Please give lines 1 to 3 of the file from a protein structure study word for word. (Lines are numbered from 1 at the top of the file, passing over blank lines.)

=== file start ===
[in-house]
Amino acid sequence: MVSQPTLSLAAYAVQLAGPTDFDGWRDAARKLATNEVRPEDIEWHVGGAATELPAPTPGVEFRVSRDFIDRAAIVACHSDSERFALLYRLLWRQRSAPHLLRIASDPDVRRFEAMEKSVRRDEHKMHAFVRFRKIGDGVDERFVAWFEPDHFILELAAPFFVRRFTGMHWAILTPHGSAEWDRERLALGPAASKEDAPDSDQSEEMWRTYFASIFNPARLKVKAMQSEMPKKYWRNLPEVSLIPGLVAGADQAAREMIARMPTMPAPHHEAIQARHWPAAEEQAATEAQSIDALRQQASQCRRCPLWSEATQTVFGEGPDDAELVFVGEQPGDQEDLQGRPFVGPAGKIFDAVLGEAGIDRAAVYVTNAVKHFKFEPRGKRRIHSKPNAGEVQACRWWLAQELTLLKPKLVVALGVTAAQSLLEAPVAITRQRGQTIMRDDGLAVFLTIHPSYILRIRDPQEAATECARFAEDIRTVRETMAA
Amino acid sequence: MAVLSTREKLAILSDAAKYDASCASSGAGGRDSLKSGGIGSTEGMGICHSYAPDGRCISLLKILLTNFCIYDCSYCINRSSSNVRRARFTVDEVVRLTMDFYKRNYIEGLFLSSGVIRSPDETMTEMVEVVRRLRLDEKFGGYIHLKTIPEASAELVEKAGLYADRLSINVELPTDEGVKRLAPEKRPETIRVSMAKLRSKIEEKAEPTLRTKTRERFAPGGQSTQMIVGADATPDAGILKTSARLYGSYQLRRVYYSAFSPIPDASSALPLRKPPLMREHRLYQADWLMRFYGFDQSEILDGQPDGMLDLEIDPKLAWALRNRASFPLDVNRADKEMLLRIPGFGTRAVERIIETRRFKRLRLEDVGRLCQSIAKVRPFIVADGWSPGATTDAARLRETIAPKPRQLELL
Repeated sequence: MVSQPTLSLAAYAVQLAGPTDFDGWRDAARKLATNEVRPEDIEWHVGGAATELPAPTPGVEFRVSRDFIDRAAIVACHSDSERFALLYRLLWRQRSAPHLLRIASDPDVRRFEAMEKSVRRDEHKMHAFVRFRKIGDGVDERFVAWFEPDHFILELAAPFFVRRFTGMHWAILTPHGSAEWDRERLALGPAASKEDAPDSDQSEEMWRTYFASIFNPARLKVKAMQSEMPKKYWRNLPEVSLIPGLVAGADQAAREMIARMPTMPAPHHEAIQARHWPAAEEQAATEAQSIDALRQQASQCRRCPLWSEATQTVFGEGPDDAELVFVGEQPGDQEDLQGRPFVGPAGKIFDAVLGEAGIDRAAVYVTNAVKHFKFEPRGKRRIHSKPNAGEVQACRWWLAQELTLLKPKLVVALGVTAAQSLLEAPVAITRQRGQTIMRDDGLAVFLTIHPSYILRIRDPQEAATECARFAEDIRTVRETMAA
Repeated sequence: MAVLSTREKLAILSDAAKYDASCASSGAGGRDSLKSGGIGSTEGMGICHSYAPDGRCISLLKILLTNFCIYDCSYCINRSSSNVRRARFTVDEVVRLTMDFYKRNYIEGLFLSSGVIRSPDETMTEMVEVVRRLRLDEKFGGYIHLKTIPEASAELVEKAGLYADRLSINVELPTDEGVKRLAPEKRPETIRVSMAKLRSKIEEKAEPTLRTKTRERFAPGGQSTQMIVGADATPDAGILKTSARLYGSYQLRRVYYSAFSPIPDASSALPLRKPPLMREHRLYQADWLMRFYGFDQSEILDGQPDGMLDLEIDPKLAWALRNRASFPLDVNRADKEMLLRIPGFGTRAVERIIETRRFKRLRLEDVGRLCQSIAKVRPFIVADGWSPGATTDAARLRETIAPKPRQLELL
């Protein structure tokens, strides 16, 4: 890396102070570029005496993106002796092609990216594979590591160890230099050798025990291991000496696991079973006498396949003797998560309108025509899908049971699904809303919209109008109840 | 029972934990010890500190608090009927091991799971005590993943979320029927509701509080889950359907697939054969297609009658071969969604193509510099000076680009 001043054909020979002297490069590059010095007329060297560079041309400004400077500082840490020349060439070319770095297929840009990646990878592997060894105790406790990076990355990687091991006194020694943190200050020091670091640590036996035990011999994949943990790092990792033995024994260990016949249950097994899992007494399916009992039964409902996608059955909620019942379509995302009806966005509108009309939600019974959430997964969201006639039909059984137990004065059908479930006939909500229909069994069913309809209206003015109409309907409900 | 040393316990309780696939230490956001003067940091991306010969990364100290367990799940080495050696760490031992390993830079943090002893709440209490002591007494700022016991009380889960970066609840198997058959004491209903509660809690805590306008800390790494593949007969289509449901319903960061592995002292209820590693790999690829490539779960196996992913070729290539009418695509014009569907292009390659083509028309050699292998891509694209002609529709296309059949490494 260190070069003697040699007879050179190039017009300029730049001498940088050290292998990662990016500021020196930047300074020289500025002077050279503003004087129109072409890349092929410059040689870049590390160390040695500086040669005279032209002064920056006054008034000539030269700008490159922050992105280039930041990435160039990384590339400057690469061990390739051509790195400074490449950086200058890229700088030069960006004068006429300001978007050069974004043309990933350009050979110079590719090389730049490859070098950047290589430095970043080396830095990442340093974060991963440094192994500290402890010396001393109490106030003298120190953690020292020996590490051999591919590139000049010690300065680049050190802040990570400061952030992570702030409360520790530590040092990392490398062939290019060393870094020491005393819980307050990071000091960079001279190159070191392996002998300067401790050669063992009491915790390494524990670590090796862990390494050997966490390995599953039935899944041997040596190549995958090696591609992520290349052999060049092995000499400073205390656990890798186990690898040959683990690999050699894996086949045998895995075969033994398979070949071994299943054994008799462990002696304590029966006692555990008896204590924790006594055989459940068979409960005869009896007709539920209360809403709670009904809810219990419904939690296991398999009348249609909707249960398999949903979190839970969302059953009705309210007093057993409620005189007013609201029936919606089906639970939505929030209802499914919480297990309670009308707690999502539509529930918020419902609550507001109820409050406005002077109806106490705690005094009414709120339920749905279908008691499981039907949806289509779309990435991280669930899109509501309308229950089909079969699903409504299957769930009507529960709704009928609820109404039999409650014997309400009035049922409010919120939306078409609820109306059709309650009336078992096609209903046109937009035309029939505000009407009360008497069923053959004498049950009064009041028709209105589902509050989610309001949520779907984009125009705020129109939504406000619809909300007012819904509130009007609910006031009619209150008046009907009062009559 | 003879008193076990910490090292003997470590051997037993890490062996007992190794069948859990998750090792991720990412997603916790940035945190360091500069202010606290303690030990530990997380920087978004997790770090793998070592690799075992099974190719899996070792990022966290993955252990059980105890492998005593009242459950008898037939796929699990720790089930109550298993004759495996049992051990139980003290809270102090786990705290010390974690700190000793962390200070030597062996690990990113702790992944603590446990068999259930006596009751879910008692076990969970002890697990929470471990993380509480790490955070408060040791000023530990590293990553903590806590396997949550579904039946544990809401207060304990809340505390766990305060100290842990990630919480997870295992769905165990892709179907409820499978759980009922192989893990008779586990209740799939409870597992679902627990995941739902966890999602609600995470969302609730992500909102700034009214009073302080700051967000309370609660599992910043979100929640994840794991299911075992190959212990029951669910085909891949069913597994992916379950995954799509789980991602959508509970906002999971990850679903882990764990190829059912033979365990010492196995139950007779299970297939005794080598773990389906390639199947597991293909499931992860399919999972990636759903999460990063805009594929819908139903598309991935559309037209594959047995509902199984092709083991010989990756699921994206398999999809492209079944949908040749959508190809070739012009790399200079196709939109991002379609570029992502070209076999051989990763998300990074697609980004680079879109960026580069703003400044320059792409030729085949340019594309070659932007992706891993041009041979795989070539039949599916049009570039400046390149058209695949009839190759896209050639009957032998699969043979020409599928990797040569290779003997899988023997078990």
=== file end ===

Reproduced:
[in-house]
Amino acid sequence: MVSQPTLSLAAYAVQLAGPTDFDGWRDAARKLATNEVRPEDIEWHVGGAATELPAPTPGVEFRVSRDFIDRAAIVACHSDSERFALLYRLLWRQRSAPHLLRIASDPDVRRFEAMEKSVRRDEHKMHAFVRFRKIGDGVDERFVAWFEPDHFILELAAPFFVRRFTGMHWAILTPHGSAEWDRERLALGPAASKEDAPDSDQSEEMWRTYFASIFNPARLKVKAMQSEMPKKYWRNLPEVSLIPGLVAGADQAAREMIARMPTMPAPHHEAIQARHWPAAEEQAATEAQSIDALRQQASQCRRCPLWSEATQTVFGEGPDDAELVFVGEQPGDQEDLQGRPFVGPAGKIFDAVLGEAGIDRAAVYVTNAVKHFKFEPRGKRRIHSKPNAGEVQACRWWLAQELTLLKPKLVVALGVTAAQSLLEAPVAITRQRGQTIMRDDGLAVFLTIHPSYILRIRDPQEAATECARFAEDIRTVRETMAA
Amino acid sequence: MAVLSTREKLAILSDAAKYDASCASSGAGGRDSLKSGGIGSTEGMGICHSYAPDGRCISLLKILLTNFCIYDCSYCINRSSSNVRRARFTVDEVVRLTMDFYKRNYIEGLFLSSGVIRSPDETMTEMVEVVRRLRLDEKFGGYIHLKTIPEASAELVEKAGLYADRLSINVELPTDEGVKRLAPEKRPETIRVSMAKLRSKIEEKAEPTLRTKTRERFAPGGQSTQMIVGADATPDAGILKTSARLYGSYQLRRVYYSAFSPIPDASSALPLRKPPLMREHRLYQADWLMRFYGFDQSEILDGQPDGMLDLEIDPKLAWALRNRASFPLDVNRADKEMLLRIPGFGTRAVERIIETRRFKRLRLEDVGRLCQSIAKVRPFIVADGWSPGATTDAARLRETIAPKPRQLELL